Question 1': Given an $A_0$ associated with a minimal generating set of $M'$ with least cardinality, is it always the case that $\mu_{R'}(\ker A_0) = \mu_R(\ker A_0)$?

If yes, then there is always a choice of $A_1$ such that $\operatorname{im} A_1 = \ker A_0$ over both $R'$ and $R$ (this is what I mentioned in Attempt 2 above). We can then proceed by induction to show that there is a choice of $A_i$ for $i>0$ such that the complex is exact over both $R'$ and $R$.

  • $\begingroup$ As a localization $\mathbb{Q}$ is a faithfully flat $\mathbb{Z}$-module. Hence the complex $(R^{k_i})_i$ is exact iff $(R^{k_i}\otimes_\mathbb{Z}\mathbb{Q})_i=(R'^{k_i})_i$ is exact. Out of interest: In which area of physics is stuff from your question used? $\endgroup$
    – tj_
    Apr 8, 2022 at 20:11
  • $\begingroup$ @tj_ Doesn't flatness only give one implication: if $(R^{k_i})_i$ is exact, then $(R'^{k_i})_i$ is flat? The other direction requires faithful flatness, right? Is $\mathbb Q$ a faithfully flat $\mathbb Z$-module? About physics: I have seen such sequences where the coefficient ring is a finite field in some papers on fractons such as this. $\endgroup$ Apr 8, 2022 at 20:30
  • 1
    $\begingroup$ @tj_ The $\mathbb Z$-module $\mathbb Q$ is not faithfully flat: $\mathbb F_p\otimes\mathbb Q=0$. $\endgroup$
    – Z. M
    Apr 8, 2022 at 20:31
  • 1
    $\begingroup$ TeX note: prefer $\operatorname{im} A$ \operatorname{im} A to \text{im}\,A, and similarly for \operatorname{rk}. I have edited accordingly. Also, if you are going to use such a command frequently, then you can start your post with $\DeclareMathOperator\im{im}$ (but don't include a trailing newline, or it will appear spuriously in the rendered post). $\endgroup$
    – LSpice
    Apr 9, 2022 at 18:16
  • 1
    $\begingroup$ @LSpice Thanks for the edits! I will remember that. $\endgroup$ Apr 10, 2022 at 0:07

1 Answer 1


Let $\mathfrak{a}:=(X_1-2X_2,X_1-2X_3,X_1)$ as ideal of $R$. Then the Koszul complex of the mentioned generating set of $\mathfrak{a}$ is not acyclic, because $X_1-2X_2,X_1-2X_3,X_1$ is not a regular sequence. However, $X_1-2X_2,X_1-2X_3,X_1$ forms a regular sequence in $R'$, thus the Koszul complex $K_\bullet(\mathbf{a};R)\otimes_RR'=K_\bullet(\mathbf{a};R')$ is acyclic. To see the regular sequence property in $R'$ one can compute by Macaulay; or by hand $(X_1-2X_2,X_1-2X_3,X_1)R'=(X_1,X_2,X_3)R'$! To see the non-regular sequence property in $R$:

We have $X_1(X_2-X_3)=(X_1-2X_2)(-X_3)+(X_1-2X_3)(X_2)$, thus $X_2-X_3\in (X_1-2X_2,X_1-2X_3):X_1$, while $X_2-X_3\notin (X_1-2X_2,X_1-2X_3)$. Note that $X_2-X_3$ will be in the $2$-generated ideal after inverting $2$.

For your new question, set $$M:=\mathbb{Z}[X_1,X_2,X_3]/(X_1-2X_2,X_1-2X_3,X_1,X_2^2,X_3^2).$$ Then $M$ has projective dimension $4$ over $$R=\mathbb{Z}[X_1,X_2,X_3];$$ because after localizing at $(2,X_1,X_2,X_3)$ the module $M$ has depth $0$ and then apply the Auslander-Buchsbaum Formula as well as Formula of Pdim and Localization. However, $M\otimes_RR'=\mathbb{Q}$ has projective dimension 3 over $R'$. Thus it is impossible to obtain a minimal resolution over $R'$ for $R'\otimes_RM$ (minimal in the sense that the length agrees with the projective dimension), by tensoring a free resolution of $M$ over $R$. It is also impossible to obtain a resolution of $M$ over $R$ from, simply, lifting to $R$ a minimal free resolution of $M\otimes_RR'$ over $R'$.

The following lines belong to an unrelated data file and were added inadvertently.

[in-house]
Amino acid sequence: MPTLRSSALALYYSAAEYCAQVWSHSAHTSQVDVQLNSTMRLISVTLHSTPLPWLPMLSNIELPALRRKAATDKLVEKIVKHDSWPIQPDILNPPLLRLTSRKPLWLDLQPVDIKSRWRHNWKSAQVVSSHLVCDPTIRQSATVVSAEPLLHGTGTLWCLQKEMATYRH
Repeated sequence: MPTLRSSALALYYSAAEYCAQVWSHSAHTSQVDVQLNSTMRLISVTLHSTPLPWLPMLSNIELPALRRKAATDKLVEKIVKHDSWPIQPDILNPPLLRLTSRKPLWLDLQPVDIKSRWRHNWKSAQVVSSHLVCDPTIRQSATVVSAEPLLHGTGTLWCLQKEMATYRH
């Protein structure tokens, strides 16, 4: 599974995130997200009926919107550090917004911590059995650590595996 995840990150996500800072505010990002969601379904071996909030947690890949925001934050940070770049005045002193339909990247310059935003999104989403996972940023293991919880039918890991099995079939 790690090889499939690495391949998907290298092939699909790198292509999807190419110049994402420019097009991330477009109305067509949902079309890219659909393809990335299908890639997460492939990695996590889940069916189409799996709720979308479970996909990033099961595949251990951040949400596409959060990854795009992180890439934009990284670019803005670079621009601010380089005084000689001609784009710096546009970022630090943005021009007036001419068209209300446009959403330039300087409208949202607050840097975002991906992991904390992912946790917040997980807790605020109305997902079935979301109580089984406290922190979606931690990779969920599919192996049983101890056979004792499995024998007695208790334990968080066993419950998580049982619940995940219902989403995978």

• $\begingroup$ Thanks for the counterexample! After seeing your answer, I came up with another (perhaps simpler) counterexample. Say $n=2$ and $A_0 = \begin{pmatrix} x_1 & x_2 \end{pmatrix}$, but $A_1 = \begin{pmatrix} 2x_2 \\ -2x_1 \end{pmatrix}$. (This is a minor modification of the example in the OP.) Then, over $R'$, this still gives an exact sequence but over $R$ it doesn't because $\begin{pmatrix} x_2 \\ -x_1 \end{pmatrix} \in \ker A_0$ over $R$ but it is not contained in $\operatorname{im}A_1$ over $R$. $\endgroup$ Apr 10, 2022 at 0:11
  • $\begingroup$ While both of them are valid counterexamples to my question 1, we know that there is a choice of $A_1$ for which we do get sequences which are exact over both $R'$ and $R$. For instance, in your counterexample with $A_0 = \begin{pmatrix} x_1 - 2x_2 & x_1 - 2x_3 & x_1 \end{pmatrix}$, we can choose $A_1 = \begin{pmatrix} -x_1 + 2x_3 & x_3 & -x_1 + 2x_3 \\ x_1 - 2x_2 & -x_2 & -2x_2 \\ 0 & x_2 - x_3 & x_1 - 2x_3 \end{pmatrix}$ and $A_2 = \begin{pmatrix} x_1 \\ -x_1+2x_3 \\ x_1-2x_2 \end{pmatrix}$. (I found them on Macaulay2.) This gives an exact sequence over both $R'$ and $R$. $\endgroup$ Apr 10, 2022 at 0:18
  • $\begingroup$ In both the counterexamples above, we could find a different choice of $A_1$'s that worked because $\mu_R(\ker A_0) = \mu_{R'}(\ker A_0)$, i.e., the minimal cardinalities of generating sets of $\ker A_0$ over $R$ and $R'$ are the same. I modified my question asking if they are always equal. $\endgroup$ Apr 10, 2022 at 0:35
  • $\begingroup$ I upvoted your answer but haven't accepted it yet. Technically, you answered my original question and it is still relevant to the new question. If you think it's better for the new question (which is a weaker version of the old question) to be a new post, I can accept your answer and create a new post for the new question. $\endgroup$ Apr 10, 2022 at 0:59
  • $\begingroup$ I modified my answer upon your new question. $\endgroup$
    – Aurora
    Apr 10, 2022 at 1:56